CAMBRIDGE -- Arthur Gray, 71, of Salesville, was enjoying a healthy, active retirement when he was diagnosed with prostate cancer. Arthur chose cryotherapy to treat his cancer -- a treatment option that targets only the cancer cells and leads to a quicker recovery and fewer side effects.

During an annual physical, Arthur's primary care physician began closely monitoring his prostate-specific antigen (PSA) levels after a blood test confirmed an abnormal level. Higher PSA levels sometimes indicate prostate cancer, making PSA testing an important screening tool. When his levels began to increase steadily, he was referred to Clifford Maximo, MD, urologist with Southeastern Med, for a prostate biopsy. Tissue extracted from the biopsy confirmed it was prostate cancer.

"Dr. Maximo and I discussed the various treatment options," Arthur said. "My choices were surgery, radiation or cryotherapy. After a lot of consideration, I felt cryotherapy was the right choice for me."

Instead of using radiation, cryoablation uses freezing temperatures to destroy the cancer cells and leave the prostate gland cancer free. Unlike open surgery where the cancer is cut out and removed, cryoablation therapy targets only the cancerous cells, preserving healthy tissue. It is most often used on men who have early-stage prostate cancer, but it has also proved to be a good choice for those who have had unsuccessful radiation treatments.

"Cryoablation offers patients an alternative to major surgery that is just as effective in treating prostate cancer, but with a quicker recovery, fewer complications and in most cases, the benefit of same day surgery," Dr. Maximo said.

Cryoablation is performed in the hospital under general anesthesia. During the procedure, six to eight tiny needles are inserted into the prostate using ultrasound guidance to ensure correct placement. Argon gas is then used to cool the needles and freeze nearby tissue. Throughout the procedure, temperature sensors carefully monitor the body and precisely determine when target temperatures have been reached. A warming catheter is used to protect the urethra from cold temperatures, helping to maintain urinary function.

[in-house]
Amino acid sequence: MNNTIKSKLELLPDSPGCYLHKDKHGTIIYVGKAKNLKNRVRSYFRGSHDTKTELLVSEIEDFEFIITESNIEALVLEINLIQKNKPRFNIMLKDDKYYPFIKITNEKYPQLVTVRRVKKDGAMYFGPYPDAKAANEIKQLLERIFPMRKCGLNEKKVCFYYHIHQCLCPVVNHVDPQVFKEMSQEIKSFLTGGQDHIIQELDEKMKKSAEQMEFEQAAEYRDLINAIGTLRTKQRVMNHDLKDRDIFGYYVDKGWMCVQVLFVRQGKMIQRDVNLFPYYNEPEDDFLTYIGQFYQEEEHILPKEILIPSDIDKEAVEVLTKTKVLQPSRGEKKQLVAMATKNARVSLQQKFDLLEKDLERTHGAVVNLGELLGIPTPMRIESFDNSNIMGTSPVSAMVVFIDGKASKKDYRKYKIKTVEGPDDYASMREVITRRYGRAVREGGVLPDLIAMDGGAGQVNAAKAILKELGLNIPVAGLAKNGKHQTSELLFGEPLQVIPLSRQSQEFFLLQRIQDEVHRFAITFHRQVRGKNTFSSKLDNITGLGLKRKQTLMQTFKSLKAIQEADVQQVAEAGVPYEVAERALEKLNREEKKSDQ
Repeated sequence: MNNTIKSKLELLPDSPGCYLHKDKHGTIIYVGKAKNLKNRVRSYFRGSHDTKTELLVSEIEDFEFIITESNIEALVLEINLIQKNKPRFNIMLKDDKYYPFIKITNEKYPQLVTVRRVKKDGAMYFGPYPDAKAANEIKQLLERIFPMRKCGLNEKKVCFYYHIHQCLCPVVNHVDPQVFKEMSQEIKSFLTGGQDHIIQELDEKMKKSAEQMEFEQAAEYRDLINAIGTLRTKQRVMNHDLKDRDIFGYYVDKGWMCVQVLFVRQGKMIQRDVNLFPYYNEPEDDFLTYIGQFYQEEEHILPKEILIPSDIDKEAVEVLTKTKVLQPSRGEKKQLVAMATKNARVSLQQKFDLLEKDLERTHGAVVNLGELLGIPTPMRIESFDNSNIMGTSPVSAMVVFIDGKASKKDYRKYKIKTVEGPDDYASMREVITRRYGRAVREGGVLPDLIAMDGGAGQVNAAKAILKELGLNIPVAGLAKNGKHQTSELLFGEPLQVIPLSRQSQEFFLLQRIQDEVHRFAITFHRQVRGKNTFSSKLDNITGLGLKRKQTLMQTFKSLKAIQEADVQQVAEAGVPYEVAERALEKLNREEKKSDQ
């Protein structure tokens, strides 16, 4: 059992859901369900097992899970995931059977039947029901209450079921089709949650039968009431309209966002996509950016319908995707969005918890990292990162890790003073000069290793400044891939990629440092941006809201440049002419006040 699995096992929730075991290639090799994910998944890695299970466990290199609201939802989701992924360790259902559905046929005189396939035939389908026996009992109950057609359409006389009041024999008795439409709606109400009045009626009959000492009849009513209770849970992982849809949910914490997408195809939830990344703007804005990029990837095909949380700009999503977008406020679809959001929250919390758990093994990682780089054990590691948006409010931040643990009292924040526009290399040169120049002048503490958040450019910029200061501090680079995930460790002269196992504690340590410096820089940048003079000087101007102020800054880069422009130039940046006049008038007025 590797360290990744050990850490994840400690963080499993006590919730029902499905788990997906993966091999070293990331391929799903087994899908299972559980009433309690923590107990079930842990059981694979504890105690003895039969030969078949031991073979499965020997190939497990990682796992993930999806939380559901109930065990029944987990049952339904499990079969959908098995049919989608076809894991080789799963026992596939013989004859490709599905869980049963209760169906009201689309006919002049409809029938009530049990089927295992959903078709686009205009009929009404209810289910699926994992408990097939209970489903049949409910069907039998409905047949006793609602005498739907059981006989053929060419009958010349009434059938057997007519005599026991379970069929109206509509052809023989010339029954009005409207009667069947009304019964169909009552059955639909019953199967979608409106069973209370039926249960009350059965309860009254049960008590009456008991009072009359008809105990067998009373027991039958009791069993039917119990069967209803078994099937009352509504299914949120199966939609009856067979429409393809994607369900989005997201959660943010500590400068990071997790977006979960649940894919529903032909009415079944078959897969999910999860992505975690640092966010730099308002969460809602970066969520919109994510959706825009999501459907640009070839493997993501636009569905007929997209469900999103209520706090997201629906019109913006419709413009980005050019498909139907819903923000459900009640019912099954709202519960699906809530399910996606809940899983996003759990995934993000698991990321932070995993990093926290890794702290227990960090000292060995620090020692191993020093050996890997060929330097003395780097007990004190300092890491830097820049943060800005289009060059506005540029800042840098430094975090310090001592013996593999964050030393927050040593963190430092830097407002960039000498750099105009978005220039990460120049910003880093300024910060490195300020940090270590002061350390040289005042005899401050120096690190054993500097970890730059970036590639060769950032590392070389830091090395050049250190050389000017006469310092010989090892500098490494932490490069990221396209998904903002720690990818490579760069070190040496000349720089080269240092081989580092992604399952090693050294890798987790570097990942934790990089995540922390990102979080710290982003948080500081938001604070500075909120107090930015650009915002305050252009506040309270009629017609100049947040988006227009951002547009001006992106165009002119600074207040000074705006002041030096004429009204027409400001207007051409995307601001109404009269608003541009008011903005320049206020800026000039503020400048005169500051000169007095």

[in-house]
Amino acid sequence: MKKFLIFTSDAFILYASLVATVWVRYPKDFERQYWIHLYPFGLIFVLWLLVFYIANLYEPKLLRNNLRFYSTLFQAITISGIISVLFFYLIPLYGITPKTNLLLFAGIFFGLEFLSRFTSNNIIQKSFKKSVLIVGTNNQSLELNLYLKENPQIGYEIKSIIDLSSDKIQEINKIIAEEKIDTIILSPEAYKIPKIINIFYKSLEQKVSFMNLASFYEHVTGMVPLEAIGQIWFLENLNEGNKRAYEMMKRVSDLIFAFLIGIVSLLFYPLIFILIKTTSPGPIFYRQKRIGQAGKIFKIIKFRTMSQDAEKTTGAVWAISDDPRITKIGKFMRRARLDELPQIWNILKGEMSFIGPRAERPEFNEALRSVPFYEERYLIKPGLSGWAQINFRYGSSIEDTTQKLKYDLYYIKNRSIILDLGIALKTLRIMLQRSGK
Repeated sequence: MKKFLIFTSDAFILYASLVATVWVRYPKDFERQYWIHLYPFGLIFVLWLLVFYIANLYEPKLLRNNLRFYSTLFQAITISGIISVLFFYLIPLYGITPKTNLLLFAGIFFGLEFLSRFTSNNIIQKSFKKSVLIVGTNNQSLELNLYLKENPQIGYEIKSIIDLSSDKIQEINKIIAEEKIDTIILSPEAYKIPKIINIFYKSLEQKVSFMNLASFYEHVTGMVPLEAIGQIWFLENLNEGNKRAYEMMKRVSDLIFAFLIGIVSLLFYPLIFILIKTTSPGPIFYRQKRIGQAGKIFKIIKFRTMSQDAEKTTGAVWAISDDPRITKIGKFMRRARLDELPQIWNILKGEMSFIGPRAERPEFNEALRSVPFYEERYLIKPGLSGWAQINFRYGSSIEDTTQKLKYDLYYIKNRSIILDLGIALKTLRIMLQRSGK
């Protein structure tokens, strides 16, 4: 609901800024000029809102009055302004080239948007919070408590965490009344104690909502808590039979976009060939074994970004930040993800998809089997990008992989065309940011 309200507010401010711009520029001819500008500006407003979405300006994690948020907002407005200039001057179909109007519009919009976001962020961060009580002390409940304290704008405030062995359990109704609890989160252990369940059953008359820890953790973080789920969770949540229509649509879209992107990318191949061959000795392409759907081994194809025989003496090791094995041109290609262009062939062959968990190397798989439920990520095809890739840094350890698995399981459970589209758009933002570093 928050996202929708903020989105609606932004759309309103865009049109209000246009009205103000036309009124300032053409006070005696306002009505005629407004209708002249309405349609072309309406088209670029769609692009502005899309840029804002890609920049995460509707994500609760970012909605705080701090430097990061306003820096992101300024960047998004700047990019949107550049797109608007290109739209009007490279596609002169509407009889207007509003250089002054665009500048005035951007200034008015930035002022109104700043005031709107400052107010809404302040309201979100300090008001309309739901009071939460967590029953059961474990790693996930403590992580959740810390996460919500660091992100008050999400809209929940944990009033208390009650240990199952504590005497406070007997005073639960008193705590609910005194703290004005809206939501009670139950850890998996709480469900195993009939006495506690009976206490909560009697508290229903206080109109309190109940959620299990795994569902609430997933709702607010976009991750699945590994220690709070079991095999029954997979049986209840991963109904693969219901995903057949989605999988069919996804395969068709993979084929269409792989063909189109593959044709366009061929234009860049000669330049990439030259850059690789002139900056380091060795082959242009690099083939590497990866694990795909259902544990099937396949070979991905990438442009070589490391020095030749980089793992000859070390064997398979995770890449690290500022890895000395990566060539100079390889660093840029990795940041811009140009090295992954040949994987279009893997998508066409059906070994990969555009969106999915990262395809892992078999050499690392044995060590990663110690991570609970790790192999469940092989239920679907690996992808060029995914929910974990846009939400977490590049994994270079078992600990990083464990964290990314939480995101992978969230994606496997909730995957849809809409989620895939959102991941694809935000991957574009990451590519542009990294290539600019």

"The procedure was relatively simple," Gray said. "I never felt a thing. I am glad I chose cryotherapy because the results have been excellent. Within a few weeks after the procedure, my PSA levels were at zero."

In many cases, side effects, such as incontinence, are less severe with cryosurgery than other treatment options for prostate cancer, and because the procedure is minimally invasive, complications, such as blood loss and the risk of infection, decrease dramatically. In cases of cancer recurrence, cryoablation can be repeated. In addition, prostate-specific antigen (PSA) levels, an indicator for prostate cancer, often remain therapeutic following the procedure.

"Erectile dysfunction is still a common side effect, as with surgery and radiation therapy," Dr. Maximo said. "But it can be improved with rehabilitation and medication, such as Viagra."

Cryoablation also offers a quick recovery time and may be done on an outpatient basis. After the procedure, the patient is usually sent home that day, but some patients may be kept overnight if they have pain and require additional monitoring. Patients typically require the use of a urinary catheter for two weeks. Most patients are able to urinate in about 10 to 15 days but some may require longer recovery periods.

Suitable candidates for this procedure are men who have early-stage prostate cancer and those with recurrent cancer following radiation.

It is not suitable for men with advanced prostate cancer that has spread to other parts of the body.

"Cryoablation is becoming a preferred method of treatment for prostate cancer among many patients, not only because there are less side effects such as pain, but also because of its relatively small impact on a patient's lifestyle," Dr. Maximo said.

Dr. Maximo is the only physician in Southeastern Ohio who offers the procedure. For information about cryoablation or to schedule an appointment to discuss your prostate cancer treatment options, please call Dr. Maximo's office at 740-439-8839.